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Quantum CEO Gacek’s a goner after poor quarter

Quantum CEO Jon Gacek is out following poor sales results for the data protection and scale-out storage vendor last quarter.

The Quantum board named director Adalio Sanchez as interim CEO. Chairman Raghu Rau said he will head a search for a permanent CEO, with the help of an executive headhunter firm.

Quantum Thursday reported revenue of $107.1 million for last quarter, down from $135 million last year and more than $15 million below Wall Street expectations. Quantum lost $7.9 million in the quarter compared to a $4.1 million profit last year.

The results prompted the Quantum CEO change. Gacek joined Quantum through the 2006 acquisition of rival tape vendor ADIC. He had been ADIC’s CFO and assumed that role at Quantum. He was promoted to COO in 2010 and became the Quantum CEO the following year.

Chairman Rau described the quarter as a disappointment “that fell short of all our expectations” and a “very eventful” quarter for Quantum.

The Quantum CEO change was hardly shocking considering moves the company made over the past eight months. After years of up-and-down quarters, Quantam agreed with demands from investor VIEX Capital Advisors to change the board last March, and Rau joined then. IBM veteran Sanchez and Marc Rothman joined the board in May, pushing Gacek off the board. Rau became chairman in August. Quantum added VIEX’s Eric Singer to the board Thursday.

After Rau became chairman, he, Sanchez, Rothman and Alex Pinchev formed a committee to conduct a strategic review of Quantum.

Sanchez said his work on the review gave him a head start in as interim Quantum CEO.

“I am hitting the ground running,” said Sanchez, who spent 32 years at IBM and a year at Lenovo.

Rau said Quantum is “intensely focused on taking aggressive actions” to reduce cost and he predicted increased revenue and profitability over the next six months.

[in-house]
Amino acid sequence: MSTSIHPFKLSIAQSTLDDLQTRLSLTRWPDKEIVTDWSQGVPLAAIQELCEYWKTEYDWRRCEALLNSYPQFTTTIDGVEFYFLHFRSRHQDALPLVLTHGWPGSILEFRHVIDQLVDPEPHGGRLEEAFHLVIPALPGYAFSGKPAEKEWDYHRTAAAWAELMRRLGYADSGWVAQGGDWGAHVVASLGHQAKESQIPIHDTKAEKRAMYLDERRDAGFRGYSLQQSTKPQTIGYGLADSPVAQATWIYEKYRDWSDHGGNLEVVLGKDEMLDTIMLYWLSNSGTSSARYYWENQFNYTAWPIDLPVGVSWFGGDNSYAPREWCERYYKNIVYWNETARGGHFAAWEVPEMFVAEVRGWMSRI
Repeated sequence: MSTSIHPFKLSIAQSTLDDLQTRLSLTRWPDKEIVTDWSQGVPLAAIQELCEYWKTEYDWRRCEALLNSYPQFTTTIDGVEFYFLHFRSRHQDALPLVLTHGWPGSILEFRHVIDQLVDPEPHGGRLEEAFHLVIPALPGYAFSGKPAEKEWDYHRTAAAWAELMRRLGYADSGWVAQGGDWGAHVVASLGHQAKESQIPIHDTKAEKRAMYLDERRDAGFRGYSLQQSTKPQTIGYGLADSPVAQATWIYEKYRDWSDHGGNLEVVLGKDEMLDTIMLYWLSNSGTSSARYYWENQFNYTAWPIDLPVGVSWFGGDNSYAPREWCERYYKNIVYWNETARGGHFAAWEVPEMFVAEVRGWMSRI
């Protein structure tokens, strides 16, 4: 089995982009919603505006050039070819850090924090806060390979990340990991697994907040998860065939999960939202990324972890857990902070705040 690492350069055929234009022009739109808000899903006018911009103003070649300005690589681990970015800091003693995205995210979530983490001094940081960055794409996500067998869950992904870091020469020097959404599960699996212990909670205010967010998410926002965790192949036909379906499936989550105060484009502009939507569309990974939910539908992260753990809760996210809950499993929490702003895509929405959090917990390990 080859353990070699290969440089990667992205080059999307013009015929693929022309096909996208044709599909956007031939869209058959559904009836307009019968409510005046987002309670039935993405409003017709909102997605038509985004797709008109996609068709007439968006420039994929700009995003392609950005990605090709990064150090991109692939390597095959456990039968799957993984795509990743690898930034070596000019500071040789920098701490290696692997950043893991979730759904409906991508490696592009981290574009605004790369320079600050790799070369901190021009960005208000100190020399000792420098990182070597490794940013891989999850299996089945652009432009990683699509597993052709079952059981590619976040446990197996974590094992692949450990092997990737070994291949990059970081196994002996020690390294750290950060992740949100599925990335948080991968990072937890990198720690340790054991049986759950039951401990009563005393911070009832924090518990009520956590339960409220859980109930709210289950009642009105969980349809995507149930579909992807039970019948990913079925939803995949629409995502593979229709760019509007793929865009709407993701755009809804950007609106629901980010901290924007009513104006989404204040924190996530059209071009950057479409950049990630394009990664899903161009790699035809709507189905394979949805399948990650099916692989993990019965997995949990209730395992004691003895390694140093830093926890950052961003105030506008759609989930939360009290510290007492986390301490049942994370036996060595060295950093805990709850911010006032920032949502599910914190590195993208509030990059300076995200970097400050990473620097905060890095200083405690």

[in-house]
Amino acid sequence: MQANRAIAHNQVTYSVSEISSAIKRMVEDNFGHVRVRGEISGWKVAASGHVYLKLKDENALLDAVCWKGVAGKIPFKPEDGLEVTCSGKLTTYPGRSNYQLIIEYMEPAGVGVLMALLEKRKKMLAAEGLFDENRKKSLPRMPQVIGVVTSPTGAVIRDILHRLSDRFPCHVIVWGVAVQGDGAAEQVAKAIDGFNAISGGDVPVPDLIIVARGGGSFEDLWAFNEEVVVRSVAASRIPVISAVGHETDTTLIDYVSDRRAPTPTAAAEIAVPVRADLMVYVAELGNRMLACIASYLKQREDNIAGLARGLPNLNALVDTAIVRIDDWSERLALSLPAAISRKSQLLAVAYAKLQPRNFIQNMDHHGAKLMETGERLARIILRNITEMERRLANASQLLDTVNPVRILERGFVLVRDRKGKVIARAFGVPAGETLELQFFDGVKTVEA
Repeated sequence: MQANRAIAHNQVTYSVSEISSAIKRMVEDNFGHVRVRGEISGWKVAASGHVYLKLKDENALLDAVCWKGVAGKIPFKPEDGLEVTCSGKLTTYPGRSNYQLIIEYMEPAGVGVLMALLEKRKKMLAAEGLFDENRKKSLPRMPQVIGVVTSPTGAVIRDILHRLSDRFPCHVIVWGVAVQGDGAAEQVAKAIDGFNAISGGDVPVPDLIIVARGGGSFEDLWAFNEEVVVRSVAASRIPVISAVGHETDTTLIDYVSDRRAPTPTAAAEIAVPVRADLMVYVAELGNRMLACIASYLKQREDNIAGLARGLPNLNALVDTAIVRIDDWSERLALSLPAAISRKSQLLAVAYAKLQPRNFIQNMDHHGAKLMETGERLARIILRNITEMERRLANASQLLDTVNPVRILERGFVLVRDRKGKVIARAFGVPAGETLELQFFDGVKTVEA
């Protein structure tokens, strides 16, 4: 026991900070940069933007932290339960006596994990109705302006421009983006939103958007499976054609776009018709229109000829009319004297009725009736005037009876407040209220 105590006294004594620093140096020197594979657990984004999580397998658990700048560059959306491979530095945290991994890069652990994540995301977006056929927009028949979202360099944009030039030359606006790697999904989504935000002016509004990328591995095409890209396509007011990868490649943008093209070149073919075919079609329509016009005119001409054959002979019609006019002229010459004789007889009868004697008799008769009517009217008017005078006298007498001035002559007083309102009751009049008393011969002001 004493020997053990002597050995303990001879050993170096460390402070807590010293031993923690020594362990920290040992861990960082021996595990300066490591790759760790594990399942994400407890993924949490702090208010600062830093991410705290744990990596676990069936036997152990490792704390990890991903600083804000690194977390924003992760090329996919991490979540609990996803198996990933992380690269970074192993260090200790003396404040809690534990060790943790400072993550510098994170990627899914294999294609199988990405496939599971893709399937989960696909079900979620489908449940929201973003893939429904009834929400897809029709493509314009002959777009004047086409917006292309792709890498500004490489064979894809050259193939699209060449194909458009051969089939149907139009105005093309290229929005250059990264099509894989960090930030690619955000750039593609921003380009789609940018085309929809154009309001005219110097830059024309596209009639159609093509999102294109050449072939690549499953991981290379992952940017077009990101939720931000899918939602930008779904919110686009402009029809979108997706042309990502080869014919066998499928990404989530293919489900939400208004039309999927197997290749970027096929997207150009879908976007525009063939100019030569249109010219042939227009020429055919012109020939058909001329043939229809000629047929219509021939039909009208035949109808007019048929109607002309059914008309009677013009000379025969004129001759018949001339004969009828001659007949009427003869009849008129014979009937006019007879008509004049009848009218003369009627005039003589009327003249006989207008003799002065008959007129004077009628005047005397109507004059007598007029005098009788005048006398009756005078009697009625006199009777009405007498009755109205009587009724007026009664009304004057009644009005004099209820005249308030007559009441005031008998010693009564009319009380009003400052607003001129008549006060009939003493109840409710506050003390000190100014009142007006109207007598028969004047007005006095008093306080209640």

Sanchez said Quantum will cut around $35 million in costs over the next year. Quantum also secured $20 million in funding from TCW Direct Landing and PNC Bank to go with $170 million in funding from those lenders a year ago.

Sanchez said the board reviewed Quantum’s strategy, go-to-market model and cost structure. He described StorNext scale-out storage as Quantum’s growth engine and data protection as its profit engine. But while Quantum is looking for LTO-8 to give the tape products a boost, CFO Fuad Ahmad said the vendor must “reorient” its strategy for its DXi disk backup platform. He said Quantum will maintain its partnership with Veeam Software to integrate backup software on DXi and tape products, but will scale back development on the DXi data deduplication appliances.

“We are a small player in that market with less than three percent market share,” Ahmad said. “While it’s a fairly profitable business for us, it is not core to what we want to do long term.”

Sanchez said Quantum will build a software-defined storage business around StorNext and its open source project to build cloud-native file, block and object storage.

“We will reposition our company over time as a modern software-defined provider as new products rollout,” Sanchez he said.

Sanchez described his priorities over the next 90 days as “re-ignite the sales engine,” reduce costs and “execution, execution, execution.”

Product revenue last quarter slipped to $63.6 million from $88.6 million last year. Overall Scale-out storage revenue of $33.8 million was down from $46.6 million. Disk backup fell from $18.7 million to $11.7 million, and tape automation slipped from $59.7 million a year ago to $52.2 million.

Quantum executives blamed the poor results partly on industry conditions and the failure to close large deals before the end of the quarter. They expect a bit of improvement this quarter but will still fall below last year’s results. For this quarter, Quantum forecast revenue of $120 million to $125 million compared to $133 million last year. Its six-month guidance is for revenue of $250 million to $260 million.

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